The schemes mean employees technically own their company cars, thereby avoiding company car tax, even though they can offer all the comfort and protection of a traditional company car.
Drivers fund the vehicles through a cash allowance, business mileage reimbursement and savings in benefit-in-kind tax.
ECO suppliers claim the schemes will protect drivers from any increase in company car tax under the new emissions-based company car tax system, while making savings in National Insurance Contributions and personal taxation of up to £1,500 per car.
But tax expert Deloitte & Touche has sounded a note of caution that the Inland Revenue will start to attack ECO schemes if the Treasury begins to identify any significant loss of tax income from company cars.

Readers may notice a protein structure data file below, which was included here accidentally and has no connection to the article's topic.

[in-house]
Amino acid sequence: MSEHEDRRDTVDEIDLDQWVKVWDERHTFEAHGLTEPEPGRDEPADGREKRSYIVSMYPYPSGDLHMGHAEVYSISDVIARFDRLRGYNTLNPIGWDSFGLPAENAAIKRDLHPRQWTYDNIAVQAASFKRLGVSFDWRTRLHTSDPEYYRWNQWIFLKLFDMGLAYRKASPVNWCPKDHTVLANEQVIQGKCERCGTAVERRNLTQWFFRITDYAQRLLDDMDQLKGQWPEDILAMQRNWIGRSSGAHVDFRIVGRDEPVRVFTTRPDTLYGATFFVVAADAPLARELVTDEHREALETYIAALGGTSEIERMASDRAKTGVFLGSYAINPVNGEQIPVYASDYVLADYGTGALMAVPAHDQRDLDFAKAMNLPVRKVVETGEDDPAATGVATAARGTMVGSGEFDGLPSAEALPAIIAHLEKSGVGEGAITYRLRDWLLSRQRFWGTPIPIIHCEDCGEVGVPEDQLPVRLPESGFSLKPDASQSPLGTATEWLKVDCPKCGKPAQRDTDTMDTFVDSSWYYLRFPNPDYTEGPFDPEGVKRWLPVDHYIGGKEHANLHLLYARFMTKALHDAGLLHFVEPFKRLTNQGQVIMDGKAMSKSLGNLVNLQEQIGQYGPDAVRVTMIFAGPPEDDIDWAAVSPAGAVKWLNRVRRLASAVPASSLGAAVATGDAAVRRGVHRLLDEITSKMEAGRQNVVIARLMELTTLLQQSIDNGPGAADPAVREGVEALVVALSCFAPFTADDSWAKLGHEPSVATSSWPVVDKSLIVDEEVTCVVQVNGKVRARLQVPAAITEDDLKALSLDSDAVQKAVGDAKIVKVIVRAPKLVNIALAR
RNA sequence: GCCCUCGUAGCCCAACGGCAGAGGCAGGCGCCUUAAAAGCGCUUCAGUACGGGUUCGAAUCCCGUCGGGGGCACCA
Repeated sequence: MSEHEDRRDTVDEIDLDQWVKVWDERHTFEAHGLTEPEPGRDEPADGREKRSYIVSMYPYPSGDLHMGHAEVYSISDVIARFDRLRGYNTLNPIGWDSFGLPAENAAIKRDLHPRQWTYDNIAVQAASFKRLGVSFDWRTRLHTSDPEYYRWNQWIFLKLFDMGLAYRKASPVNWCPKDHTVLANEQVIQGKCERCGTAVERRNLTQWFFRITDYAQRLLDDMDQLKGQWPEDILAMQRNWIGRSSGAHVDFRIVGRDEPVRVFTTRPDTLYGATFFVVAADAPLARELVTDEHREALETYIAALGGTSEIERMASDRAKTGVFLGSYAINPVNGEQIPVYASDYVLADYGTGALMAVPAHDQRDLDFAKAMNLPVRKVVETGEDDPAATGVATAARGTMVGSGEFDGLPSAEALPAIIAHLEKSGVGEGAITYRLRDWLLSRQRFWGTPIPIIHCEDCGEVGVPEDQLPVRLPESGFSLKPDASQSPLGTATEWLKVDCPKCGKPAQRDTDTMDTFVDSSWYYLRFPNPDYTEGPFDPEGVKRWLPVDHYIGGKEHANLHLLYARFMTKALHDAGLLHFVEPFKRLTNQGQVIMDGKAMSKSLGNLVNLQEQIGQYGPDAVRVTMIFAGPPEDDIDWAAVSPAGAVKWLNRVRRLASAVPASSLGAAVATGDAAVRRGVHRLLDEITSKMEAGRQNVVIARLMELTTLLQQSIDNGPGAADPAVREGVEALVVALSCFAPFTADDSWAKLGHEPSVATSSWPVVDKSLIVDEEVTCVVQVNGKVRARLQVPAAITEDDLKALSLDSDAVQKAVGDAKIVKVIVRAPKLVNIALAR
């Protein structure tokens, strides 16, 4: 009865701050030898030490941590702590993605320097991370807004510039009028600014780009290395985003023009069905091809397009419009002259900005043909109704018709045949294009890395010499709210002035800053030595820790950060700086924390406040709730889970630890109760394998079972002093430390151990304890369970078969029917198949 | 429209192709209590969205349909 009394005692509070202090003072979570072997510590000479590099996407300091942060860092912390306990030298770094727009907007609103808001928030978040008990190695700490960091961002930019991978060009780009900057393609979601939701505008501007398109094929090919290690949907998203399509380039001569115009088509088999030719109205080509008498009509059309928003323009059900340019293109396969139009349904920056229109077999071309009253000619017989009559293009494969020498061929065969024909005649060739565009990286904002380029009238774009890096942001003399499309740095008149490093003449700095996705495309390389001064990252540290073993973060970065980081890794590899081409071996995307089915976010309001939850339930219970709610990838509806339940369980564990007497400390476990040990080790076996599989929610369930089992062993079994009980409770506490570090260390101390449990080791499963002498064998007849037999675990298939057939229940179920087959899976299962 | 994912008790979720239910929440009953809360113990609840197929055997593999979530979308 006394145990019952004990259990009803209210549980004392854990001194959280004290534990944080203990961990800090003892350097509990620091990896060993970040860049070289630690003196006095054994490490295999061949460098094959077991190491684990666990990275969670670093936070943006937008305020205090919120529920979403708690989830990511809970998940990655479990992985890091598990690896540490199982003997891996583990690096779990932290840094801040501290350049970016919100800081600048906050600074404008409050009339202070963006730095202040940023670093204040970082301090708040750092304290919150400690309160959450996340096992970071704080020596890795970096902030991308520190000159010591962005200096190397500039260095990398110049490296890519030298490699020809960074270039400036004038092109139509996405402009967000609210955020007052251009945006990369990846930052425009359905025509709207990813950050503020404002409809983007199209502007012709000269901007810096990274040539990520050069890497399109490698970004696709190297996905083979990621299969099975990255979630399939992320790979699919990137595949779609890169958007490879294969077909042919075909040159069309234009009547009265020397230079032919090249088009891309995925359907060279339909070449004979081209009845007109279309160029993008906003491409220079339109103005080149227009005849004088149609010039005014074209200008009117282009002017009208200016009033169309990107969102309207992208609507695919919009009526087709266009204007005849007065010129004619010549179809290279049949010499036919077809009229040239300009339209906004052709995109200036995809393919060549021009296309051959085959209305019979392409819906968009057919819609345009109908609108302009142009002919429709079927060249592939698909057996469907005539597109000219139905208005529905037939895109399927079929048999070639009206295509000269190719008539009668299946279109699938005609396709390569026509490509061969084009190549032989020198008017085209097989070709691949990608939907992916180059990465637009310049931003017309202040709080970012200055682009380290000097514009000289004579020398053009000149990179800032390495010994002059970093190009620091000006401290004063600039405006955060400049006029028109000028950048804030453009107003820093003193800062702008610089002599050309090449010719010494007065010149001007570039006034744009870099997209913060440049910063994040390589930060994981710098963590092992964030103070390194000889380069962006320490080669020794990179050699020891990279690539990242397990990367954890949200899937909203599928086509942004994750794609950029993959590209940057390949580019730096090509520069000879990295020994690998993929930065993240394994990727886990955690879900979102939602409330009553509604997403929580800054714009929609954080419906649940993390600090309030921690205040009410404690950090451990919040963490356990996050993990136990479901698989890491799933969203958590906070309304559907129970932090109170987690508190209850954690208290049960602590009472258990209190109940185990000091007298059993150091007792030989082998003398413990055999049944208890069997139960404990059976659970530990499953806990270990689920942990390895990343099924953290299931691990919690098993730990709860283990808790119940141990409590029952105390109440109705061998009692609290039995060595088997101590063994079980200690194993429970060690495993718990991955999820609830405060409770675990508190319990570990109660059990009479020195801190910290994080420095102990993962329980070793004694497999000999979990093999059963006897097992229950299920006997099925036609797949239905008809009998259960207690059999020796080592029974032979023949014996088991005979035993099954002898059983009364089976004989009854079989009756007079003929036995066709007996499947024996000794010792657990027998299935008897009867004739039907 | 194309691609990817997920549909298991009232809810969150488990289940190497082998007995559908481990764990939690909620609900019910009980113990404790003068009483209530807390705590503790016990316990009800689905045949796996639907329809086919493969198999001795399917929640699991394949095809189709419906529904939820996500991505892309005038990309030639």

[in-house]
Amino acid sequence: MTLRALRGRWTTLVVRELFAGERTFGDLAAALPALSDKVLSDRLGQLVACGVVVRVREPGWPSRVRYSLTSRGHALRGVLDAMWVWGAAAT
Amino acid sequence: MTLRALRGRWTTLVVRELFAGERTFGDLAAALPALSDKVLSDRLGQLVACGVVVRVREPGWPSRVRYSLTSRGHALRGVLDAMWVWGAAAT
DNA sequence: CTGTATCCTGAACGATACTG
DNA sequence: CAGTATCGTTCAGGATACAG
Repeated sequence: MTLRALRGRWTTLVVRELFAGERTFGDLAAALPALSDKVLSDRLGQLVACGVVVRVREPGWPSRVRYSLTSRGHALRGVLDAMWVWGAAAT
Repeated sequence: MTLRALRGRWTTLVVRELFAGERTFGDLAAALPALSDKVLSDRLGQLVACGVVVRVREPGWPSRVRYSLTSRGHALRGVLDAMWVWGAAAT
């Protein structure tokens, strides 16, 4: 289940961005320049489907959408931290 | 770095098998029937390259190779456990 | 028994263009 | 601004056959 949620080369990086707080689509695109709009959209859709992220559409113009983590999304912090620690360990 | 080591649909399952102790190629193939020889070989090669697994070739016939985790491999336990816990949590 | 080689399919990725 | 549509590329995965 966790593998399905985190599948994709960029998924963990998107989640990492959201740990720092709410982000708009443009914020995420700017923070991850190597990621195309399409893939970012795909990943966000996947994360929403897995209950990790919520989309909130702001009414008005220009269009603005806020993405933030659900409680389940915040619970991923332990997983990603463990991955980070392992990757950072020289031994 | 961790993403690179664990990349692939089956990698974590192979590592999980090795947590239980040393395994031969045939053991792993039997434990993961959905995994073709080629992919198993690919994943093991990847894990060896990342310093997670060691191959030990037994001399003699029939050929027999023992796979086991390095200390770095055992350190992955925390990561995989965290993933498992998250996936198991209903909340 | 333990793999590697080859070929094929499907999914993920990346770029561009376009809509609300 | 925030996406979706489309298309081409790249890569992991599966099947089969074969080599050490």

Alison Chapman, a tax partner with Deloitte & Touche, said: 'Under the new company car tax rules, the Inland Revenue does not expect to collect more tax.
'But if perk drivers do not come back to the company car parc and high mileage drivers are put in to ECO schemes, the revenue stands to collect less tax.
'So, either other drivers will be charged or the Revenue will simply block these schemes. While the Revenue is not trying to collect more tax, it will not be happy to collect less.'
But Alastair Kendrick, director of PAYE/NI solutions at Ernst & Young, said he did not think the Inland Revenue would attack ECO schemes if they became 'too popular'.
Kendrick said: 'As long as companies get them set up properly there should not be a problem.
'However, we are seeing some sharp and aggressive packages being set up which could be the subject of attack.'